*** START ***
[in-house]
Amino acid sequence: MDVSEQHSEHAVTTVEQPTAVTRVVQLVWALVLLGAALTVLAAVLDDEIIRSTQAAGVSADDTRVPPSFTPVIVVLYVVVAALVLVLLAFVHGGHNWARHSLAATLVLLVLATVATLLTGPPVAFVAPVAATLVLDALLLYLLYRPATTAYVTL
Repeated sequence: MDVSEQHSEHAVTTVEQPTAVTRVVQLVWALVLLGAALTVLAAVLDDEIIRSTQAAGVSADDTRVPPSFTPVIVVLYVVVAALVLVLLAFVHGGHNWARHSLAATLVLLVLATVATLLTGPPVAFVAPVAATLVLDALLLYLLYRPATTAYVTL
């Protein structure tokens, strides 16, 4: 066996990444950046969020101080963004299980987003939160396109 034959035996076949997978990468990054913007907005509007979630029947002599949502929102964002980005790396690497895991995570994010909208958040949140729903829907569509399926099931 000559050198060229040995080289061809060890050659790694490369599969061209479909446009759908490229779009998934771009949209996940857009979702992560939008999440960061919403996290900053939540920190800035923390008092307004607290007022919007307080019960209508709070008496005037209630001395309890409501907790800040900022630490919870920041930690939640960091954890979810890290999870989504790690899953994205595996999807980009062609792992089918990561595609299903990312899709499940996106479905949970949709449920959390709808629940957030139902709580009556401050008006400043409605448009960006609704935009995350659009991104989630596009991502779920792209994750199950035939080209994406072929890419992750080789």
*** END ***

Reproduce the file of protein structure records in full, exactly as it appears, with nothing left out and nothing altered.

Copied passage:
[in-house]
Amino acid sequence: MDVSEQHSEHAVTTVEQPTAVTRVVQLVWALVLLGAALTVLAAVLDDEIIRSTQAAGVSADDTRVPPSFTPVIVVLYVVVAALVLVLLAFVHGGHNWARHSLAATLVLLVLATVATLLTGPPVAFVAPVAATLVLDALLLYLLYRPATTAYVTL
Repeated sequence: MDVSEQHSEHAVTTVEQPTAVTRVVQLVWALVLLGAALTVLAAVLDDEIIRSTQAAGVSADDTRVPPSFTPVIVVLYVVVAALVLVLLAFVHGGHNWARHSLAATLVLLVLATVATLLTGPPVAFVAPVAATLVLDALLLYLLYRPATTAYVTL
């Protein structure tokens, strides 16, 4: 066996990444950046969020101080963004299980987003939160396109 034959035996076949997978990468990054913007907005509007979630029947002599949502929102964002980005790396690497895991995570994010909208958040949140729903829907569509399926099931 000559050198060229040995080289061809060890050659790694490369599969061209479909446009759908490229779009998934771009949209996940857009979702992560939008999440960061919403996290900053939540920190800035923390008092307004607290007022919007307080019960209508709070008496005037209630001395309890409501907790800040900022630490919870920041930690939640960091954890979810890290999870989504790690899953994205595996999807980009062609792992089918990561595609299903990312899709499940996106479905949970949709449920959390709808629940957030139902709580009556401050008006400043409605448009960006609704935009995350659009991104989630596009991502779920792209994750199950035939080209994406072929890419992750080789």